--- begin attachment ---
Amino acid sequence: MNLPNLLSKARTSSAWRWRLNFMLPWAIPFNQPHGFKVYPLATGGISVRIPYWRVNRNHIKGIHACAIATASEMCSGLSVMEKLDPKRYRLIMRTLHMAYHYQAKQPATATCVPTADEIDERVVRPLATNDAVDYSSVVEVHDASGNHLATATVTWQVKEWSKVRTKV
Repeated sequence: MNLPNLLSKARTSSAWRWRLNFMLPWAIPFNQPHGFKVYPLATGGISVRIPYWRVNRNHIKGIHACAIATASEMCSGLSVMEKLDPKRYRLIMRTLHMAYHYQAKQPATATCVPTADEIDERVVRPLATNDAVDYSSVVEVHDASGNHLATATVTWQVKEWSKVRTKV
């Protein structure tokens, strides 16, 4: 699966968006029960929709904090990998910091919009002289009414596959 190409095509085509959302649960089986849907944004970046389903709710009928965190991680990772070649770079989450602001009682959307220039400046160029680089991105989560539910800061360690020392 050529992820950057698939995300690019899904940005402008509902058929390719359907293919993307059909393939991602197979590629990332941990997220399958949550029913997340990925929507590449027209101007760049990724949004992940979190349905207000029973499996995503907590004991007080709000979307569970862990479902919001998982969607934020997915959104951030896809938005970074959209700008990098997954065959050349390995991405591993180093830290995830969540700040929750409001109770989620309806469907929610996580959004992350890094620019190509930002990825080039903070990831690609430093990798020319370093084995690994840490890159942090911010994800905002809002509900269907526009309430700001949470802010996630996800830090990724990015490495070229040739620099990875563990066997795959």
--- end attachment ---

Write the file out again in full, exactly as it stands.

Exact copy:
Amino acid sequence: MNLPNLLSKARTSSAWRWRLNFMLPWAIPFNQPHGFKVYPLATGGISVRIPYWRVNRNHIKGIHACAIATASEMCSGLSVMEKLDPKRYRLIMRTLHMAYHYQAKQPATATCVPTADEIDERVVRPLATNDAVDYSSVVEVHDASGNHLATATVTWQVKEWSKVRTKV
Repeated sequence: MNLPNLLSKARTSSAWRWRLNFMLPWAIPFNQPHGFKVYPLATGGISVRIPYWRVNRNHIKGIHACAIATASEMCSGLSVMEKLDPKRYRLIMRTLHMAYHYQAKQPATATCVPTADEIDERVVRPLATNDAVDYSSVVEVHDASGNHLATATVTWQVKEWSKVRTKV
């Protein structure tokens, strides 16, 4: 699966968006029960929709904090990998910091919009002289009414596959 190409095509085509959302649960089986849907944004970046389903709710009928965190991680990772070649770079989450602001009682959307220039400046160029680089991105989560539910800061360690020392 050529992820950057698939995300690019899904940005402008509902058929390719359907293919993307059909393939991602197979590629990332941990997220399958949550029913997340990925929507590449027209101007760049990724949004992940979190349905207000029973499996995503907590004991007080709000979307569970862990479902919001998982969607934020997915959104951030896809938005970074959209700008990098997954065959050349390995991405591993180093830290995830969540700040929750409001109770989620309806469907929610996580959004992350890094620019190509930002990825080039903070990831690609430093990798020319370093084995690994840490890159942090911010994800905002809002509900269907526009309430700001949470802010996630996800830090990724990015490495070229040739620099990875563990066997795959």